Tonight I will be kicking off our weekend Planning & Strategy event in Charlotte NC. We have just over 31 days left this year to get ready for next – so if you’re not attending, at least set aside time to plan in the coming weeks. Three times a year I head out of my office and find a quiet spot to review my plan. Most won’t even do this one time in a year!
Refining the Mission
Money is not a goal – it’s a measurement. Plan in hand, I look back at my mission to see if I am accomplishing it. Most mission statements are meaningless wordsmithed phrases that do nothing for your company. My mission refocuses me on the people I am serving through my business. It’s built on the needs I’ve observed in those companies I work with, and is designed to keep me moving in the right direction. When someone asks me to get involved in something that doesn’t fit my mission, I refer them to someone else and move on. It also pushes me to learn more. It pushes me to become a student of the work I do, and a student of the people I work for. I want to understand their root problems, and find lasting solutions. If my business is straying from the mission, it’s time to course-correct.
Resetting the Vision, Measuring the Progress
A vision is something you aim to achieve over time. Every person in your company should understand the vision, and should be responsible for some aspect of it. Simon Sinek, in his book, “Start With WHY”, explains that the leader of the business has a passion – it’s his WHY, and it drives the company in a particular direction. His or her direct reports focus on the HOW. They figure out how to get where their company needs to go. In my business, I have to do both. Those on the front lines then carry out the WHAT associated with the HOW. In my planning process, I look to see where I have come from, and where I am going. Money is not the vision. In other words, it doesn’t make sense to have a vision that says, “To make millions of dollars this year.” Money comes as I achieve my mission and approach my vision. Once reached, a new vision will be set.
Looking at the Rest of the Plan
This weekend we’ll start with mission and vision, but then we’ll need to dive into the tactical day to day components of a healthy business. We’ll need to look at strategies being used to develop and deliver solutions, sell projects, market, etc. And we’ll need to associate metrics with each. Many of these metrics will be tried to numbers on the financials. For instance, your managed services program might be running with a particular monthly recurring revenue, and by tweaking the sales process, we may be able to grow it by a percentage. The goals will be associated with the processes we outline – the money will measure it’s success or failure. Here are several strategies I recommend you look at in the coming weeks, before 2013 hits:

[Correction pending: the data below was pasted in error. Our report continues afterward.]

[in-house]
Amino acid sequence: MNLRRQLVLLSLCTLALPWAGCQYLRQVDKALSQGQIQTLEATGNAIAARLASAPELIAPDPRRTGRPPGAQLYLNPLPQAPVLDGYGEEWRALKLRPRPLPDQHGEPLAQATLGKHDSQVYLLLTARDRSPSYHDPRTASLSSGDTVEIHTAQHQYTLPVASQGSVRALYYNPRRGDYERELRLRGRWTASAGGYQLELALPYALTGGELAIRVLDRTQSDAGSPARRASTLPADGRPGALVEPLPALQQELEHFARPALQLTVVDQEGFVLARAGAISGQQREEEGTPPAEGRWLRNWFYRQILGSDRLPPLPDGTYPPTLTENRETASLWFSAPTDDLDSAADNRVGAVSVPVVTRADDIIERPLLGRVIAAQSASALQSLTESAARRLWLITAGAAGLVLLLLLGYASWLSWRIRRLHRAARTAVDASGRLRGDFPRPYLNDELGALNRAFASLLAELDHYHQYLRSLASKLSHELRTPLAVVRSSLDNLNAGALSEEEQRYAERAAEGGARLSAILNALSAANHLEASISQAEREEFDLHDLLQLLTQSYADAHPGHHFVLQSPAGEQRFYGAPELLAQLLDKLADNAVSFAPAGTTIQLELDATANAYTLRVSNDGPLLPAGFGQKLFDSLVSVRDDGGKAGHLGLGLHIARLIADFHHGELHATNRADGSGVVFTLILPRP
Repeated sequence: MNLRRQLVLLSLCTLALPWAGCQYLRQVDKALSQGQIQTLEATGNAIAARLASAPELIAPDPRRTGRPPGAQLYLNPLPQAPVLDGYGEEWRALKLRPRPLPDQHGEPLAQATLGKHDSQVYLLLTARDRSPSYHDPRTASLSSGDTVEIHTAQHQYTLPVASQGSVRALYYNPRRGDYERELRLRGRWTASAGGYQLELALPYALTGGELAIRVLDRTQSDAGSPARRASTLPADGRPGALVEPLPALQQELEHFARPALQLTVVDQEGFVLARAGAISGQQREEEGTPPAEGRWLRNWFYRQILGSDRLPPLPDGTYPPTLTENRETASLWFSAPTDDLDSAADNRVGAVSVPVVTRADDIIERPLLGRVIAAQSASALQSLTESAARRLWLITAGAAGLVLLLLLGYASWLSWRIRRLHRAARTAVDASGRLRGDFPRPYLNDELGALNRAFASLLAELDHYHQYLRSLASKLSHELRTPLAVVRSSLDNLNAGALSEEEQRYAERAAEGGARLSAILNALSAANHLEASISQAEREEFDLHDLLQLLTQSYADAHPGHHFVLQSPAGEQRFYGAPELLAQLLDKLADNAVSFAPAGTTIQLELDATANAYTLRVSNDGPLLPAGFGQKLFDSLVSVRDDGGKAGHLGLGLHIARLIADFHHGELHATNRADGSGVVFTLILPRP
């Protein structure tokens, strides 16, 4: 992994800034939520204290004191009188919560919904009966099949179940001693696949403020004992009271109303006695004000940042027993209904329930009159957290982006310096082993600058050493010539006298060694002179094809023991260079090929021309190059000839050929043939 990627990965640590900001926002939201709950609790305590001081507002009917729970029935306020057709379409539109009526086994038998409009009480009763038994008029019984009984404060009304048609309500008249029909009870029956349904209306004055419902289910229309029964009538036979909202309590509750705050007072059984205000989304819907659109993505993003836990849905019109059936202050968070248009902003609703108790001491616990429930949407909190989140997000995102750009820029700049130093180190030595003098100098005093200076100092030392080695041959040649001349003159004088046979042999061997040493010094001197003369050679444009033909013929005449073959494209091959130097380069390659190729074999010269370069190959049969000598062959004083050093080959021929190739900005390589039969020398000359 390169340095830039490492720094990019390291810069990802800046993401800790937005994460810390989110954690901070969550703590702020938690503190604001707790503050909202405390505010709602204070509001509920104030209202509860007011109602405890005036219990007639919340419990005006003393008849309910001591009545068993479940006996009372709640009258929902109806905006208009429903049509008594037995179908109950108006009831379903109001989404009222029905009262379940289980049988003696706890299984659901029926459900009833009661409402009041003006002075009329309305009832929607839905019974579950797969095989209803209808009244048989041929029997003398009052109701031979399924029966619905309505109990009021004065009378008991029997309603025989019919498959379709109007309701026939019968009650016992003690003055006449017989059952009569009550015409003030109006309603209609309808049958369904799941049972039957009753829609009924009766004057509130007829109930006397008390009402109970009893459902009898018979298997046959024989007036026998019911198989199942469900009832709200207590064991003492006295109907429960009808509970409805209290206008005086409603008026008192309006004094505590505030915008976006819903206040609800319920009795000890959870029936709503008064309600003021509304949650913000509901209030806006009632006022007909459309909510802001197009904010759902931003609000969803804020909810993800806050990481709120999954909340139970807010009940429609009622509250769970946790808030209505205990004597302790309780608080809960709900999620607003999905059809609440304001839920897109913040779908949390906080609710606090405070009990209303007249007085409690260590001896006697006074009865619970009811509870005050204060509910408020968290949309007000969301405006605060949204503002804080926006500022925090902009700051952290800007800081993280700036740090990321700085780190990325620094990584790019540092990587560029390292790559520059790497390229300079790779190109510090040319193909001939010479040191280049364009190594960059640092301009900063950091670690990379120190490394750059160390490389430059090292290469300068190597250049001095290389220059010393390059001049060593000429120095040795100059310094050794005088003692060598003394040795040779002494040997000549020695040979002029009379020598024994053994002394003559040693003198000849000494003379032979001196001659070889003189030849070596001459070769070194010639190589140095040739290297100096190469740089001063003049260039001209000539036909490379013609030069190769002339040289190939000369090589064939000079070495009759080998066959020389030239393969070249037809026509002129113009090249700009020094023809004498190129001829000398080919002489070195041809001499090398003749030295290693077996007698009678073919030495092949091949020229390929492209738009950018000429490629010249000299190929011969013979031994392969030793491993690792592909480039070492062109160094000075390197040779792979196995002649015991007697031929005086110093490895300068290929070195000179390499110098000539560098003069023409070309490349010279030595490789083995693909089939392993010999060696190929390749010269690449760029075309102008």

- Solution Strategy – Are you addressing your clients’ root problems? Are your customer satisfaction numbers in line with the principles of your company? Are your projects profitable? Consider your product selection, methodology, delivery team, and project management process.
- Marketing Strategy – do you have an effective way to reach out to new clients. I was speaking on a webinar this morning and the other speaker talked about farming in a sense I had not considered. Rather than referring to a named account, he talked about working a list of SMB companies over a period of time to win their business. An approach to reach a large group of businesses, with the expectation of bringing in a percentage of them over time. There’s some wisdom here if you can figure out a way to apply it.
- Sales Strategy – Jim Collins, author of Good to Great, encourages building a process and refining it. Most sales people haphazardly go about prospecting without any plan. This leads to thrashing – inefficiently pushing through the day making calls and responding to emails, but not necessarily on the most qualified contacts. Big Data Analytics may give us a more efficient calling process in the future, but for now, the sales person really has to do some planning. Your business plan should provide some direction here on how your company aims to go to market in the coming 12 months.
- Metrics – each of the above should include metrics that allow you to constantly gauge were you are, and how well you are doing. Consider things like margin, utilization of billable resources, average bill rates, estimated vs. actual on project estimates, etc.
This weekend I am working with several reseller business owners to build their plans – but I won’t have time to do mine…so in two weeks, I will be heading out of the office, checking vmail and email occasionally, and giving the better part of my day to the 2013 plan. I hope you will do the same!
© 2013 David Stelzl